“Technically Speaking” is a regular Tuesday commentary updating current market trends and highlighting shorter-term investment strategies, risks, and potential opportunities. Please send any comments or questions directly to me via Email, Facebook or Twitter.
Last week, I covered the extremely low levels of volatility in the market and the building potential for a snap back reversal which would likely coincide with a decline in the market. To wit:
“The level of ‘complacency’ in the market has simply gotten to an extreme that rarely lasts long.
The chart below is the comparison of the S&P 500 to the Volatility Index. As you will note, when the momentum of the VIX has reached current levels, the market has generally stalled out, as we are witnessing now, followed by a more corrective action as volatility increases.”
“More to this point, the chart below shows the S&P 500 as compared to the level of volatility as represented by the 6-month average of the Volatility Index (VIX). I have provided three different bands showing levels of investor sentiment as it relates to volatility. Not surprisingly, as markets ping new highs, volatility is headed towards new lows.”
“In my opinion, there seems to be a higher than normal probability that volatility will take a turn higher sooner rather than later. As such as I have added a net long position in portfolio betting on a rise to hedge against the coincident decline in my net long equity holdings at the current time.
For my, the question really isn’t ‘IF’ it will happen, but simply ‘WHEN.'”
Since then, there have been a plethora of articles written on the extremely low volatility levels with various explanations as to the causes. As James Mackintosh just penned for the WSJ:
“Excuses can be made for the low level of the VIX, too. The implied volatility measured by the VIX should offer a premium to realized volatility, a reward for the risk taken by option sellers. Excessive complacency should show up in a shrinking risk premium, but at the moment, the gap between the VIX and realized volatility is roughly in the middle of its range from the past 20 years.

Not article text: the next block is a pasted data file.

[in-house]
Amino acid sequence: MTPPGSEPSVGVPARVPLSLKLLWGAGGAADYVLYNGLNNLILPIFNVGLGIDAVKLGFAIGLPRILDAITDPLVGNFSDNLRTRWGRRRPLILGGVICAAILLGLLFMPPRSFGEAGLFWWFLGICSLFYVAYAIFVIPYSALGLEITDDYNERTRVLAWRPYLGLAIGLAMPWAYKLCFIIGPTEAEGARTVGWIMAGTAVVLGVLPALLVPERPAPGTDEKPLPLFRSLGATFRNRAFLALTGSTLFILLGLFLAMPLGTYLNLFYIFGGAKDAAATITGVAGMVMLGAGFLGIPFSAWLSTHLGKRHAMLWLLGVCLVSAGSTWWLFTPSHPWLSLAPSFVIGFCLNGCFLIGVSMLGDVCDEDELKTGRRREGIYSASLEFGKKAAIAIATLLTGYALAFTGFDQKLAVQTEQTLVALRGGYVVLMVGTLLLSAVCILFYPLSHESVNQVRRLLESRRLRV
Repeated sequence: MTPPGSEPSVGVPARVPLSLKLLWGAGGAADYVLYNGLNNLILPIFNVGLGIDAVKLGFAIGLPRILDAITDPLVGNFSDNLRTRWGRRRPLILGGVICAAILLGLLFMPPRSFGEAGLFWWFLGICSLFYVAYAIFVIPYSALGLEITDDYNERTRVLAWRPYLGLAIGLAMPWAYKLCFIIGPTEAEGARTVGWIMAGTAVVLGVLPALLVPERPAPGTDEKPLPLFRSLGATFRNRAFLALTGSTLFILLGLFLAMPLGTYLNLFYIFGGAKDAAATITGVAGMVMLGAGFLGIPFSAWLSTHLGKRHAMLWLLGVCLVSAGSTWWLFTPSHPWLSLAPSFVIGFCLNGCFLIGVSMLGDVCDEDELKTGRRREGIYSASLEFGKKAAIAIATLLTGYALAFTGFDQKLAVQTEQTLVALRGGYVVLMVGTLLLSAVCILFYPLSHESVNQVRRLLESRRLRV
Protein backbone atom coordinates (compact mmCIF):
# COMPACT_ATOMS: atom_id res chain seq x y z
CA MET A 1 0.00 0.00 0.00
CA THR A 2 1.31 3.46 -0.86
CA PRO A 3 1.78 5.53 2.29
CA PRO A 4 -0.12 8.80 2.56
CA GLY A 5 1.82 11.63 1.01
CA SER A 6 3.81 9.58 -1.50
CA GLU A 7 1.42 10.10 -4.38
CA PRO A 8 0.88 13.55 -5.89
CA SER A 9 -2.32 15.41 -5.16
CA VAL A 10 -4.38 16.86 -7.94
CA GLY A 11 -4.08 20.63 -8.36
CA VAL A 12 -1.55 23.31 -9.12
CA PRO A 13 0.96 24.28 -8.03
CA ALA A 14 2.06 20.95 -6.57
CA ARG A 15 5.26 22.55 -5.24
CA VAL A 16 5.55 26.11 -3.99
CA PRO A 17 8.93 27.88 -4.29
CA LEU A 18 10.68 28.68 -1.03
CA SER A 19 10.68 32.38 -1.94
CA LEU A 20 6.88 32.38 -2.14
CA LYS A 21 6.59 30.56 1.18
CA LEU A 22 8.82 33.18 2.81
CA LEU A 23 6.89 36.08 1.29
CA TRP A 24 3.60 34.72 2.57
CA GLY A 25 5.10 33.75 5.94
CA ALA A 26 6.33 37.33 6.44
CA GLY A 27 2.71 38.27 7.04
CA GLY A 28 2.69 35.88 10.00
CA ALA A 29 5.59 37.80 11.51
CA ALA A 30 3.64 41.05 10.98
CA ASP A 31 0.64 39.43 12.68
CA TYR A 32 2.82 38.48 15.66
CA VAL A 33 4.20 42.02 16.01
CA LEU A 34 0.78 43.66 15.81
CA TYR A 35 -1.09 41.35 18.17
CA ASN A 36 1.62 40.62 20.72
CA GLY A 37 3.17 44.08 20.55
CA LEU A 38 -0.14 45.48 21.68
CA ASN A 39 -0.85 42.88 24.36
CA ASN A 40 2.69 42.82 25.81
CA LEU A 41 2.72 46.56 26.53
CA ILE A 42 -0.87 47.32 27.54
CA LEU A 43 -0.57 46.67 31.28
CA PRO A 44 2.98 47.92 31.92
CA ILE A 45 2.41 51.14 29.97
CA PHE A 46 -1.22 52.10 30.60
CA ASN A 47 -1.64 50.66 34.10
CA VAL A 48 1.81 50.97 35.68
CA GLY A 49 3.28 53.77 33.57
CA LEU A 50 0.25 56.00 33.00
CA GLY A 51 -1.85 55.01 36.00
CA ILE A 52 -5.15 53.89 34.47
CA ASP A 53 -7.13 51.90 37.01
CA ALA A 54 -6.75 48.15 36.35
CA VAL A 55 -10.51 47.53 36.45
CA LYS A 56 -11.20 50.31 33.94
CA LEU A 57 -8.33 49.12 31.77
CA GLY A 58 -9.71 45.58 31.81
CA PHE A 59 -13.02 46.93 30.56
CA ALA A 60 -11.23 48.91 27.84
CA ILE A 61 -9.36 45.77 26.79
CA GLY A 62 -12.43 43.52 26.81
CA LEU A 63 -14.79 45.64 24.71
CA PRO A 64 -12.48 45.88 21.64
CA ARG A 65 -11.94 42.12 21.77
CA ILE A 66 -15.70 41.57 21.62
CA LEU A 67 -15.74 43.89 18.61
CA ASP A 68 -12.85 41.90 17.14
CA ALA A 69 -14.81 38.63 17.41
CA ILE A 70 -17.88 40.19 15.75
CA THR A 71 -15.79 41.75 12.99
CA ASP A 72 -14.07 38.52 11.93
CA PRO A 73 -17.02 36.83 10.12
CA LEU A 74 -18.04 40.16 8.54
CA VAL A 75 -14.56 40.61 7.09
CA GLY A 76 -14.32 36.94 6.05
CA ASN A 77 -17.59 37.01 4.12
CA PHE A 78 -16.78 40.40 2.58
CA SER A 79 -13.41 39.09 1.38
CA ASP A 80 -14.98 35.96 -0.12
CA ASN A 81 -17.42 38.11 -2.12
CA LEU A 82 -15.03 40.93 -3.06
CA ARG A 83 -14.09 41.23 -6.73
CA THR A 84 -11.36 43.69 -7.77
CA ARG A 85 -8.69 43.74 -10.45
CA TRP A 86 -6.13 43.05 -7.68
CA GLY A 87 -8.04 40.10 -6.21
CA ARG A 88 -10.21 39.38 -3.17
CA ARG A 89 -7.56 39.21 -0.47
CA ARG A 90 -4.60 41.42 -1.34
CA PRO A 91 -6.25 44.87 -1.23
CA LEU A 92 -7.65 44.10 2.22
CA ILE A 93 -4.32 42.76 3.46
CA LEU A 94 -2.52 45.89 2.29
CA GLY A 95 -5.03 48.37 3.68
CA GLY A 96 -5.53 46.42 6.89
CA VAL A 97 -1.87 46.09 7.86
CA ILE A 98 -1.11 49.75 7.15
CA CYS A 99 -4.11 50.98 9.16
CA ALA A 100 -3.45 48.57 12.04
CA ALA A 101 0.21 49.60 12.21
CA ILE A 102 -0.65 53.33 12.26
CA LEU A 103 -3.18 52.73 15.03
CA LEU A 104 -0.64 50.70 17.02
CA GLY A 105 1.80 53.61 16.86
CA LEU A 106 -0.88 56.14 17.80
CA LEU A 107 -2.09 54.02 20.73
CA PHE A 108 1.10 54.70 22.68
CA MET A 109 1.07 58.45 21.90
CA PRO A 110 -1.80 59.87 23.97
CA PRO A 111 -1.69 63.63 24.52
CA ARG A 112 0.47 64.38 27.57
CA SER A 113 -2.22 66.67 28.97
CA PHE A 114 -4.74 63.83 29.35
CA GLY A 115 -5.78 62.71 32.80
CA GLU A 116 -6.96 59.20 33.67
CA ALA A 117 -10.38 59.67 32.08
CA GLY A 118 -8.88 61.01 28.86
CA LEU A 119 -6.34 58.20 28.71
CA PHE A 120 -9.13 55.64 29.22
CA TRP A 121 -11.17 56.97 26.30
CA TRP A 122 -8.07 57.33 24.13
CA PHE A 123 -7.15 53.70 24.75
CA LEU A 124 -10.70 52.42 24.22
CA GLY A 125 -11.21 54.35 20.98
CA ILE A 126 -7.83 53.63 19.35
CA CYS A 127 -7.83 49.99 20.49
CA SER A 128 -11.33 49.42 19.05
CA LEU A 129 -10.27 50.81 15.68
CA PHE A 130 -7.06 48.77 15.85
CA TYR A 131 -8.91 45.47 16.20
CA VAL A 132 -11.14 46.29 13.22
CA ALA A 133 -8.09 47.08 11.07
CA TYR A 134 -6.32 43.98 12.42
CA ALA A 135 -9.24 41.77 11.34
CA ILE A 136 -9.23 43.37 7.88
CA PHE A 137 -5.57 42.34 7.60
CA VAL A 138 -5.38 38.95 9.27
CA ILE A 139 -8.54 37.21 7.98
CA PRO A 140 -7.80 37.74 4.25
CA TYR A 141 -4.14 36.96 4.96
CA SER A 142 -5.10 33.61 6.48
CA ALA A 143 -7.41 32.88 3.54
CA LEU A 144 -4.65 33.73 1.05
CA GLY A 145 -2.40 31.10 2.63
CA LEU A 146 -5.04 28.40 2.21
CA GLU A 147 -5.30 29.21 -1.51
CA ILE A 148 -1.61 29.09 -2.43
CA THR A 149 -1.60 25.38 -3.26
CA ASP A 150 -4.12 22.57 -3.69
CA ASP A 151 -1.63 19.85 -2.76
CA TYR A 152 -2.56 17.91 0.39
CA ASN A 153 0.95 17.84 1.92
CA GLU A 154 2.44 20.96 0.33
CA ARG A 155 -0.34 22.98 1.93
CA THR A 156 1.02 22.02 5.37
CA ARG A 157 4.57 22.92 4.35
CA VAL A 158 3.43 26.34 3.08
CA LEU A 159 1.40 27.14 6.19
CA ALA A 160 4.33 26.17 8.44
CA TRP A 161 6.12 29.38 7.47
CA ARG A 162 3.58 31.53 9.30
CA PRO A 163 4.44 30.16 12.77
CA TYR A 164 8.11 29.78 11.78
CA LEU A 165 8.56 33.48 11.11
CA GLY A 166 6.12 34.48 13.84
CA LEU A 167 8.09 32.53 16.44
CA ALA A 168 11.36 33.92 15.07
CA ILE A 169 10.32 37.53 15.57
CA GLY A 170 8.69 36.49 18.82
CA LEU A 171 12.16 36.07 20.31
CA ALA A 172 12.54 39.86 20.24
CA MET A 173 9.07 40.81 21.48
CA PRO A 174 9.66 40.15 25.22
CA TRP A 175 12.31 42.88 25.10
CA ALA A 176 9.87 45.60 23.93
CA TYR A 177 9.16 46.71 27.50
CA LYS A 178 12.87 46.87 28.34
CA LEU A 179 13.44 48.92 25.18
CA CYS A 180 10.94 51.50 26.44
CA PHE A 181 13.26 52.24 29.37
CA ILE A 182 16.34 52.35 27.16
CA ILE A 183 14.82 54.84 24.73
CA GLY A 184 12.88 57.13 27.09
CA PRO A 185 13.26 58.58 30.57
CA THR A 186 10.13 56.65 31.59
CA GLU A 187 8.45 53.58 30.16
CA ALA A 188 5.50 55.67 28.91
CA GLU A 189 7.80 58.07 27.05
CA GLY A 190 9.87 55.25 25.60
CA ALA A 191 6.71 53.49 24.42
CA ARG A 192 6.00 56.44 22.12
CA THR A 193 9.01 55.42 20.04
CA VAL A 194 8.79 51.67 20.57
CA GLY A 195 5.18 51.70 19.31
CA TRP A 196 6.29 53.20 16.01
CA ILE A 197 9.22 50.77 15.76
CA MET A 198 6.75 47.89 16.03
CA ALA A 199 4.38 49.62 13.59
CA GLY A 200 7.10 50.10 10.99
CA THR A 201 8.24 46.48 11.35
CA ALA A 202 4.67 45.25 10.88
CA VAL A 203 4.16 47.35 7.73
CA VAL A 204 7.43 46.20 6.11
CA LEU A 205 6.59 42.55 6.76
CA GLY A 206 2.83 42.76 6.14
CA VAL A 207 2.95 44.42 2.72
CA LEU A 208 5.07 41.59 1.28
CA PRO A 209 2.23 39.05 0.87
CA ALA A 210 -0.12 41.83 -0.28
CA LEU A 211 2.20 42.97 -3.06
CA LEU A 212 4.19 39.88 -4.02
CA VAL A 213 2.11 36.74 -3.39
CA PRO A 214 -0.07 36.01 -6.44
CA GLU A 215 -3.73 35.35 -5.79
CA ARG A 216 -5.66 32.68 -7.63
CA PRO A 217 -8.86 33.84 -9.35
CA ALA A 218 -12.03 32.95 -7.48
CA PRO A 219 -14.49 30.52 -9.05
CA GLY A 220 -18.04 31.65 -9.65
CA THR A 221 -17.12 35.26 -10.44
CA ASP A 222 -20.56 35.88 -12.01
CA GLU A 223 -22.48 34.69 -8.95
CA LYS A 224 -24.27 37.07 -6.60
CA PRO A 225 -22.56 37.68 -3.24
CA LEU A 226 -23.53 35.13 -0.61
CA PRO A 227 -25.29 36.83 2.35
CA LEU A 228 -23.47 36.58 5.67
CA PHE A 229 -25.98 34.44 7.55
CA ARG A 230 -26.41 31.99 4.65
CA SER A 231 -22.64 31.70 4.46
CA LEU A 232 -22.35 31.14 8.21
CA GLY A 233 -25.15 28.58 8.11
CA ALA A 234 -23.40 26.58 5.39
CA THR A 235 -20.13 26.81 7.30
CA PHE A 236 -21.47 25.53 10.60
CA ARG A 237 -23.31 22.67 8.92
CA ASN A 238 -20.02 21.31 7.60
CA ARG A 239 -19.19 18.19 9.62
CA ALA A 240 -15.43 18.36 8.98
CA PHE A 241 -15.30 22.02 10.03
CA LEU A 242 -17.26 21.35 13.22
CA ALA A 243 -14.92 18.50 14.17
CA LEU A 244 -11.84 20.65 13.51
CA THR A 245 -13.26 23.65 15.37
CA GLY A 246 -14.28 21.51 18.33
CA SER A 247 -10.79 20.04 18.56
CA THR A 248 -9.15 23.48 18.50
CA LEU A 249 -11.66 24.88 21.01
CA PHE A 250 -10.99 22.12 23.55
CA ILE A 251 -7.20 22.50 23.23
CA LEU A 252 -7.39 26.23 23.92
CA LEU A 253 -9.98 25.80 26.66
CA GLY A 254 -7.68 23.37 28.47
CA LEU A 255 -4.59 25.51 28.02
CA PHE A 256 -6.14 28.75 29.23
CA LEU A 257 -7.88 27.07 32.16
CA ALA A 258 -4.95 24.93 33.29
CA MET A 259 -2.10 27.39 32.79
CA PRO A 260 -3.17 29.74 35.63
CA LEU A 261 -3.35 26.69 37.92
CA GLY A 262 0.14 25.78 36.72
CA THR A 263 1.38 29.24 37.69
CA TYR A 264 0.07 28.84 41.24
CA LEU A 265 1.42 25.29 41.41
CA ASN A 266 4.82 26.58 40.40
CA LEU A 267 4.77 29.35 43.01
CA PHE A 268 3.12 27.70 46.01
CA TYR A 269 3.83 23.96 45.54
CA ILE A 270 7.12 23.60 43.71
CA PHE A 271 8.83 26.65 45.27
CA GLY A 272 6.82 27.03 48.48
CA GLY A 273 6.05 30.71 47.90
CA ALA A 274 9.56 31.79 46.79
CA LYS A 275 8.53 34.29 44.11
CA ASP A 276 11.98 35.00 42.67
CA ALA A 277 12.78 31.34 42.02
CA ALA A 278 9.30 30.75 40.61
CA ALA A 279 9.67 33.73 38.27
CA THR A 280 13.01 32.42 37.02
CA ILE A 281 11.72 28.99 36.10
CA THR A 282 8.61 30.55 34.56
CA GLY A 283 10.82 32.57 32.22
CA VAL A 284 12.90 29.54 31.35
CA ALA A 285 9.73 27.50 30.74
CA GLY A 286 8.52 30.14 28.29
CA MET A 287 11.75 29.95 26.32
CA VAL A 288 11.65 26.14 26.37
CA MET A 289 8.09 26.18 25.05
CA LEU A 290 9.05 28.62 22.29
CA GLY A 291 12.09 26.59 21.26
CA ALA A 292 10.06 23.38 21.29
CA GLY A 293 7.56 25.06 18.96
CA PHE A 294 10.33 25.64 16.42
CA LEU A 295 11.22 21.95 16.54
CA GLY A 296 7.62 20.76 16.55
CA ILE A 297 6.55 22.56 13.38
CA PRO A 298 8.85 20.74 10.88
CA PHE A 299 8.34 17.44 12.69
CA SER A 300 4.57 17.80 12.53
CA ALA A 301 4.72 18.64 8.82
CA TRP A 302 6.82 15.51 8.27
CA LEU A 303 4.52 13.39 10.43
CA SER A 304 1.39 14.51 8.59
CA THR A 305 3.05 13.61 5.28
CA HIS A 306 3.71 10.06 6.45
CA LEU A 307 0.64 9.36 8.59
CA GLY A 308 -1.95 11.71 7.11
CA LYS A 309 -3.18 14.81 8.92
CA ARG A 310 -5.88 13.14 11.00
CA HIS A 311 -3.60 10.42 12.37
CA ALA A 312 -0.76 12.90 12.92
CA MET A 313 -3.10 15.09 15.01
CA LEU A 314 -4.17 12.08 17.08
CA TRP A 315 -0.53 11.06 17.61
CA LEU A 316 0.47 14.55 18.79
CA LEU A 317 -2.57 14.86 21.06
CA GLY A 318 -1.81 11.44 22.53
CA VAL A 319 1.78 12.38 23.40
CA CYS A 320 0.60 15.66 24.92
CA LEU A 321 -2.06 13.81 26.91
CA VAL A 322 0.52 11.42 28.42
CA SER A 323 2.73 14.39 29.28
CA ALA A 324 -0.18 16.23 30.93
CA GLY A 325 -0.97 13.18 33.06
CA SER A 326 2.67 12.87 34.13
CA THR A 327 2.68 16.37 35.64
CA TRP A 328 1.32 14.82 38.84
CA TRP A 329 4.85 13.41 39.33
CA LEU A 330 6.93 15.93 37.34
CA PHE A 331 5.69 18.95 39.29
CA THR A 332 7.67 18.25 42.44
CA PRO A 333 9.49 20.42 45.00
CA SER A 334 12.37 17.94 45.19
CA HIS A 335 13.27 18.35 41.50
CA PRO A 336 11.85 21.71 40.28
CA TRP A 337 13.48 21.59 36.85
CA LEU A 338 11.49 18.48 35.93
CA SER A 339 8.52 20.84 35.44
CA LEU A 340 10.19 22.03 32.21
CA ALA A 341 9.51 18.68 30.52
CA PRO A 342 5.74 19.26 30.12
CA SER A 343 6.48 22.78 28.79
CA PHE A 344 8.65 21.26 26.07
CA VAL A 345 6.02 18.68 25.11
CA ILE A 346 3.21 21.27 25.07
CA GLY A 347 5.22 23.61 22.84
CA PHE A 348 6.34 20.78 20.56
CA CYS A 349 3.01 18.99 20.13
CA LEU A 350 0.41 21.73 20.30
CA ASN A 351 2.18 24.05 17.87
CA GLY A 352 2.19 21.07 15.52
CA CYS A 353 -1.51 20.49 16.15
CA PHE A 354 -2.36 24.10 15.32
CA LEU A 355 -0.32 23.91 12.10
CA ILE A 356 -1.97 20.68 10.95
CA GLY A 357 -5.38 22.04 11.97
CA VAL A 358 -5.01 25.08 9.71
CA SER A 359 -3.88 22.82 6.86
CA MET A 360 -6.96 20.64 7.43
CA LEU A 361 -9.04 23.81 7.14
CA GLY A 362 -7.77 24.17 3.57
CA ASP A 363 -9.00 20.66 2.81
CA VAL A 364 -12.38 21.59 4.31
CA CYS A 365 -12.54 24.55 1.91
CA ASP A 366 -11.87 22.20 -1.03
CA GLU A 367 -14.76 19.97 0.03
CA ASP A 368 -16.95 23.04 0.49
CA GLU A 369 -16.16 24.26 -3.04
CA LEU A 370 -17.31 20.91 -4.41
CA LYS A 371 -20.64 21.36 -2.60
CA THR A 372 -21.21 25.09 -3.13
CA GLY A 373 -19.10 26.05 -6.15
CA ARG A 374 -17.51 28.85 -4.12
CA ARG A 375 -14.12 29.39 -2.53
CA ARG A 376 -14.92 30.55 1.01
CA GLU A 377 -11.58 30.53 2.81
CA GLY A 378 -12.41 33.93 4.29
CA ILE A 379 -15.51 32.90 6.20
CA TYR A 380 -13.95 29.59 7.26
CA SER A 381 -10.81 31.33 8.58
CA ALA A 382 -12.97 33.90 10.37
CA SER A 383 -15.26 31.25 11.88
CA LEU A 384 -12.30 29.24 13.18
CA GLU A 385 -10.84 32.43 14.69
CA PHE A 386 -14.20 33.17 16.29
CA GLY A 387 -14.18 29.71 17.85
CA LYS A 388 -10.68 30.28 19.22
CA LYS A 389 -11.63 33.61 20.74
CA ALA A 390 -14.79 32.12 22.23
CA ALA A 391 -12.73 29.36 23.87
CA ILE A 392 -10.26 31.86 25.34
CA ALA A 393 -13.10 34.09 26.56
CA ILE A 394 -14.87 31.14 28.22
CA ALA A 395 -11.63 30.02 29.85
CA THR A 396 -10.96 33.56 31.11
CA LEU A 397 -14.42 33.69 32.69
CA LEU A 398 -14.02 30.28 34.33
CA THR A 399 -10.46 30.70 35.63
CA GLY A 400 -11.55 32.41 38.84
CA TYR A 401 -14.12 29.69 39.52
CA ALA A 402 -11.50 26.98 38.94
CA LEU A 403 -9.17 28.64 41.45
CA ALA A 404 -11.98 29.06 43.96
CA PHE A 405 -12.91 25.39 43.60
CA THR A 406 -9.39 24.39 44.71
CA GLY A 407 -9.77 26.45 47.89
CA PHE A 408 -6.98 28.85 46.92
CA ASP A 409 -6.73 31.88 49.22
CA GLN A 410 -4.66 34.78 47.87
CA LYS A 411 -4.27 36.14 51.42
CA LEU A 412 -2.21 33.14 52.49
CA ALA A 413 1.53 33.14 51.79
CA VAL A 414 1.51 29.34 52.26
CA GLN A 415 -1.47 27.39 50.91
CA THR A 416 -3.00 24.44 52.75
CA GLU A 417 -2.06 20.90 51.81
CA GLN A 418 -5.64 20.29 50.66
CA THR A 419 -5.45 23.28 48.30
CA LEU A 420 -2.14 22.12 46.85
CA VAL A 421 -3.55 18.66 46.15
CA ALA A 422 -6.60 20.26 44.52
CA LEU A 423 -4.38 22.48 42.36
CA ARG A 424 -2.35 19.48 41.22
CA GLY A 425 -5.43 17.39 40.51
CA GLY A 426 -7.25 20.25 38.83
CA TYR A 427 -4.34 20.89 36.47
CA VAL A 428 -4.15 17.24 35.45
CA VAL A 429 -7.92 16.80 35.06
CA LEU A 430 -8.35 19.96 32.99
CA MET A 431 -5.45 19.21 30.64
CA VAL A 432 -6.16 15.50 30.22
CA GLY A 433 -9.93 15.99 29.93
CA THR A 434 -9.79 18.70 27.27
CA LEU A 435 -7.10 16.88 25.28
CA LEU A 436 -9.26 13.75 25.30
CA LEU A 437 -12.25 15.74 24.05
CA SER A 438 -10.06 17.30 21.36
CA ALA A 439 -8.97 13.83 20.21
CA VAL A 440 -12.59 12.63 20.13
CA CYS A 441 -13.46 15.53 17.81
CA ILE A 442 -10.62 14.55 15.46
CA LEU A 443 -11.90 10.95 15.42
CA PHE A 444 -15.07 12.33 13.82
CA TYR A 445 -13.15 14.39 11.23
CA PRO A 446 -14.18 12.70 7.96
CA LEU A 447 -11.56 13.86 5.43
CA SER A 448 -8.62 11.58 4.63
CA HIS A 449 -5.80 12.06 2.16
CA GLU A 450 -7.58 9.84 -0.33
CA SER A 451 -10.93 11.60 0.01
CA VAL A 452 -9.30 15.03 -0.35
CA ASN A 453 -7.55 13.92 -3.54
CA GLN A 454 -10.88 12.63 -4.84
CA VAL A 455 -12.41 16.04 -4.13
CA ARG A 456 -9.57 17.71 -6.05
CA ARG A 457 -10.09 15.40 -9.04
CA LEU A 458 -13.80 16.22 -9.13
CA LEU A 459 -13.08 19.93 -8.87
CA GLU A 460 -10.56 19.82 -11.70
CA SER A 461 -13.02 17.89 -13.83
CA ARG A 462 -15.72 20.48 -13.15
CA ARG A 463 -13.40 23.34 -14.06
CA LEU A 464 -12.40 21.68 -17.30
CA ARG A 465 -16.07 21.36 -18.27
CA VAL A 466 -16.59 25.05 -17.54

The same is true for the gap between implied volatility of the next few months and further ahead. Investors seem to think volatility will pick up a bit, and again the oddity is where it stands now, not what investors are doing.“
It is an interesting point. However, as the monthly chart below shows, the ratio between the Mid-Term Futures and Short-Term Futures has gone parabolic since the beginning of this year. Currently, at 3-standard deviations of the 24-month (2-year) moving average, extreme complacency would be the proper assessment.
I agree with James’ conclusion:
“If the Fed offers free insurance, there is no point buying your own, which ought to keep the price of puts—that is, implied volatility—down.
Faith in how far central banks will protect against losses comes and goes, though. In market-speak, the Yellen put is less out of the money if a smaller price fall pushes the Fed to act. At the moment, investors seem to think the put is barely out of the money at all.
The danger, then, is not so much complacency about markets, but complacency about central banks. The lesson of the past seven years is that policy makers will step in every time disaster strikes. But investors tempted to rely on the central banks should note that disasters did still strike, and markets had big falls before help arrived. The time to buy insurance is when it is cheap, and for the U.S. stock market, that is now.”
As I noted last week, I began buying “insurance” for portfolios specifically for this reason.
Bond Bull Market Lives
The death of the bond bull market has been greatly exaggerated in recent months. There is an assumption that because interest rates are low, that the bond bull market has come to its inevitable conclusion. The problem with this assumption is two-fold:
- All interest rates are relative. With more than $10-Trillion in debt globally sporting negative interest rates, the assumption that rates in the U.S. are about to spike higher is likely wrong. Higher yields in U.S. debt attracts flows of capital from countries with negative yields which push rates lower in the U.S. Given the current push by Central Banks globally to suppress interest rates to keep nascent economic growth going, an eventual zero-yield on U.S. debt is not unrealistic.